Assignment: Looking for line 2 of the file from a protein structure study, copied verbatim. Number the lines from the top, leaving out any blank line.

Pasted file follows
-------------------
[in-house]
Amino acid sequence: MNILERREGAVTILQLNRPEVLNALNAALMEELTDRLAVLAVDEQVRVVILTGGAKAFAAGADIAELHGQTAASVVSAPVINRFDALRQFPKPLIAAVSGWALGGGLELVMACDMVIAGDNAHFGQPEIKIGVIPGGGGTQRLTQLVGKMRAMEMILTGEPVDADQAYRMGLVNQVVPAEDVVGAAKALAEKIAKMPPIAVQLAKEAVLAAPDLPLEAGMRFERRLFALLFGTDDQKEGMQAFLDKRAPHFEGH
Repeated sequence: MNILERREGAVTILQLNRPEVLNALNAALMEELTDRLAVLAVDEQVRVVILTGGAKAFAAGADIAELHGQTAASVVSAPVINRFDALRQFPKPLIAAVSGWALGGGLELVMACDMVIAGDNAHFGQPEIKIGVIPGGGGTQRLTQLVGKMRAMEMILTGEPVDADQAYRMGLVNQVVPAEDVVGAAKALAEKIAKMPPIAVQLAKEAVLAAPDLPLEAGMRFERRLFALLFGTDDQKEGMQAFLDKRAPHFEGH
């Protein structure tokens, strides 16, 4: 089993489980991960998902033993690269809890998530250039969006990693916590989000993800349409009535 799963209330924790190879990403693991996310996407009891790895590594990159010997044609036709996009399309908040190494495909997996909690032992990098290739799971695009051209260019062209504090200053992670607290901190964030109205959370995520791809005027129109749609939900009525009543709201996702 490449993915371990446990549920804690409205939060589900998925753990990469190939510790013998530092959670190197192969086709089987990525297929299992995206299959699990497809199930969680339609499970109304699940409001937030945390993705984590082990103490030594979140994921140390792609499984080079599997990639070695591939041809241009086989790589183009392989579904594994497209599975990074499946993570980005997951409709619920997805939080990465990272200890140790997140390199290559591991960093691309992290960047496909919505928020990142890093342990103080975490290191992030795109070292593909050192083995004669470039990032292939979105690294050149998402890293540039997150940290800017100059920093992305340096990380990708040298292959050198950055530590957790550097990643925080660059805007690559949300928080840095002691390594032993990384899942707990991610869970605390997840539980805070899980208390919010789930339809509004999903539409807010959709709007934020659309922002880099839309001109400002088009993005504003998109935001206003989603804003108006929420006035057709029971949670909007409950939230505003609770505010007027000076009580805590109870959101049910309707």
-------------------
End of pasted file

Amino acid sequence: MNILERREGAVTILQLNRPEVLNALNAALMEELTDRLAVLAVDEQVRVVILTGGAKAFAAGADIAELHGQTAASVVSAPVINRFDALRQFPKPLIAAVSGWALGGGLELVMACDMVIAGDNAHFGQPEIKIGVIPGGGGTQRLTQLVGKMRAMEMILTGEPVDADQAYRMGLVNQVVPAEDVVGAAKALAEKIAKMPPIAVQLAKEAVLAAPDLPLEAGMRFERRLFALLFGTDDQKEGMQAFLDKRAPHFEGH